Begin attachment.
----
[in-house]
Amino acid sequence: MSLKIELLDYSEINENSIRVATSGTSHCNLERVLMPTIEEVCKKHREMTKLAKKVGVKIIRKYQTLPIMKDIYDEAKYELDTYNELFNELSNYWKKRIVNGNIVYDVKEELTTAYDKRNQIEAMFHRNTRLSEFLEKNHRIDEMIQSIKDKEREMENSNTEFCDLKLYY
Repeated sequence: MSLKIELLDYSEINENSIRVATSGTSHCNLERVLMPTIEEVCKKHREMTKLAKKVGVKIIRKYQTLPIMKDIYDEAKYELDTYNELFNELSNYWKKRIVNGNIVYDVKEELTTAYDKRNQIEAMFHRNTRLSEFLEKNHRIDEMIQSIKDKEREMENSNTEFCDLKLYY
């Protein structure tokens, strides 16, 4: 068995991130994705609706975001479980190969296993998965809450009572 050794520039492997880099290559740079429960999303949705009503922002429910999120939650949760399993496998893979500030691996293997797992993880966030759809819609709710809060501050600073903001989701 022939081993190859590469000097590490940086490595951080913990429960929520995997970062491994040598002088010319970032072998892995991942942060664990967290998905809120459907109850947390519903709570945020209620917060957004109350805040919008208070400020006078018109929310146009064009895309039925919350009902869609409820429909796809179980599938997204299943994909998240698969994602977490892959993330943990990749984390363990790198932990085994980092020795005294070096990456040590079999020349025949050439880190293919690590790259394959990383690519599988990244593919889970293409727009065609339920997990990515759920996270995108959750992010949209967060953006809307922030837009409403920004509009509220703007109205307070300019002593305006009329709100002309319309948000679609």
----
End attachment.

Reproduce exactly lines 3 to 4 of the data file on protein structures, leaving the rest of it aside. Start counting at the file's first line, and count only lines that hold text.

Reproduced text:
Repeated sequence: MSLKIELLDYSEINENSIRVATSGTSHCNLERVLMPTIEEVCKKHREMTKLAKKVGVKIIRKYQTLPIMKDIYDEAKYELDTYNELFNELSNYWKKRIVNGNIVYDVKEELTTAYDKRNQIEAMFHRNTRLSEFLEKNHRIDEMIQSIKDKEREMENSNTEFCDLKLYY
């Protein structure tokens, strides 16, 4: 068995991130994705609706975001479980190969296993998965809450009572 050794520039492997880099290559740079429960999303949705009503922002429910999120939650949760399993496998893979500030691996293997797992993880966030759809819609709710809060501050600073903001989701 022939081993190859590469000097590490940086490595951080913990429960929520995997970062491994040598002088010319970032072998892995991942942060664990967290998905809120459907109850947390519903709570945020209620917060957004109350805040919008208070400020006078018109929310146009064009895309039925919350009902869609409820429909796809179980599938997204299943994909998240698969994602977490892959993330943990990749984390363990790198932990085994980092020795005294070096990456040590079999020349025949050439880190293919690590790259394959990383690519599988990244593919889970293409727009065609339920997990990515759920996270995108959750992010949209967060953006809307922030837009409403920004509009509220703007109205307070300019002593305006009329709100002309319309948000679609």